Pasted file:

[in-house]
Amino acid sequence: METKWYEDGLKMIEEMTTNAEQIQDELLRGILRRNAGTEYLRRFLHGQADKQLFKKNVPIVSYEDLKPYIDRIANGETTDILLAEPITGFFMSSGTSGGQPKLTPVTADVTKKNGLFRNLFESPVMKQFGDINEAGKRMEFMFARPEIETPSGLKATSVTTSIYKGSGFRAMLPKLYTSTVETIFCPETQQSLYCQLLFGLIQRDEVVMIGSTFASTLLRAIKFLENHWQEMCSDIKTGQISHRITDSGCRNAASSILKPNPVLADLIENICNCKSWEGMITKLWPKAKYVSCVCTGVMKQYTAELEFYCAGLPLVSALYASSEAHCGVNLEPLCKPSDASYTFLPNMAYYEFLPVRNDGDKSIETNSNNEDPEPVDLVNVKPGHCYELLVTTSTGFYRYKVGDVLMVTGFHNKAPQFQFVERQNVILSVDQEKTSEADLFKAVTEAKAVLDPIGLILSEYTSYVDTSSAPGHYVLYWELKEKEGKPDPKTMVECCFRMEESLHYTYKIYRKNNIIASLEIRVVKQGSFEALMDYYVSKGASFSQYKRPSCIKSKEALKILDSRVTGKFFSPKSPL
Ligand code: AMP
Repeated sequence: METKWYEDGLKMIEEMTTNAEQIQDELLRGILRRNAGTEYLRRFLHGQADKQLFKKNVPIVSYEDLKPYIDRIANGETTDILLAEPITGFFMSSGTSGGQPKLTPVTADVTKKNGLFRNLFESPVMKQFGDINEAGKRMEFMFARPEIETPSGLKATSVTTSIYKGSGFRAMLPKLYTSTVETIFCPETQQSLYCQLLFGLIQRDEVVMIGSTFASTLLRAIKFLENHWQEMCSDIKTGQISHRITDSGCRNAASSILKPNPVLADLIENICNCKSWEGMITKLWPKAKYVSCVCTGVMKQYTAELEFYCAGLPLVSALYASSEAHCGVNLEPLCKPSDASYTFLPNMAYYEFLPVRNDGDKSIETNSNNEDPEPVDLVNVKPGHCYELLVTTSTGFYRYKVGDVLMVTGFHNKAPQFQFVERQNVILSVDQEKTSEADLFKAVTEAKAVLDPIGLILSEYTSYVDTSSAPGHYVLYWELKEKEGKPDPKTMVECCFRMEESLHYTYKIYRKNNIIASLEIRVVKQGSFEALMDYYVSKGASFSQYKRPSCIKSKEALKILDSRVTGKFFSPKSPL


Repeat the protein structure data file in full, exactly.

[in-house]
Amino acid sequence: METKWYEDGLKMIEEMTTNAEQIQDELLRGILRRNAGTEYLRRFLHGQADKQLFKKNVPIVSYEDLKPYIDRIANGETTDILLAEPITGFFMSSGTSGGQPKLTPVTADVTKKNGLFRNLFESPVMKQFGDINEAGKRMEFMFARPEIETPSGLKATSVTTSIYKGSGFRAMLPKLYTSTVETIFCPETQQSLYCQLLFGLIQRDEVVMIGSTFASTLLRAIKFLENHWQEMCSDIKTGQISHRITDSGCRNAASSILKPNPVLADLIENICNCKSWEGMITKLWPKAKYVSCVCTGVMKQYTAELEFYCAGLPLVSALYASSEAHCGVNLEPLCKPSDASYTFLPNMAYYEFLPVRNDGDKSIETNSNNEDPEPVDLVNVKPGHCYELLVTTSTGFYRYKVGDVLMVTGFHNKAPQFQFVERQNVILSVDQEKTSEADLFKAVTEAKAVLDPIGLILSEYTSYVDTSSAPGHYVLYWELKEKEGKPDPKTMVECCFRMEESLHYTYKIYRKNNIIASLEIRVVKQGSFEALMDYYVSKGASFSQYKRPSCIKSKEALKILDSRVTGKFFSPKSPL
Ligand code: AMP
Repeated sequence: METKWYEDGLKMIEEMTTNAEQIQDELLRGILRRNAGTEYLRRFLHGQADKQLFKKNVPIVSYEDLKPYIDRIANGETTDILLAEPITGFFMSSGTSGGQPKLTPVTADVTKKNGLFRNLFESPVMKQFGDINEAGKRMEFMFARPEIETPSGLKATSVTTSIYKGSGFRAMLPKLYTSTVETIFCPETQQSLYCQLLFGLIQRDEVVMIGSTFASTLLRAIKFLENHWQEMCSDIKTGQISHRITDSGCRNAASSILKPNPVLADLIENICNCKSWEGMITKLWPKAKYVSCVCTGVMKQYTAELEFYCAGLPLVSALYASSEAHCGVNLEPLCKPSDASYTFLPNMAYYEFLPVRNDGDKSIETNSNNEDPEPVDLVNVKPGHCYELLVTTSTGFYRYKVGDVLMVTGFHNKAPQFQFVERQNVILSVDQEKTSEADLFKAVTEAKAVLDPIGLILSEYTSYVDTSSAPGHYVLYWELKEKEGKPDPKTMVECCFRMEESLHYTYKIYRKNNIIASLEIRVVKQGSFEALMDYYVSKGASFSQYKRPSCIKSKEALKILDSRVTGKFFSPKSPL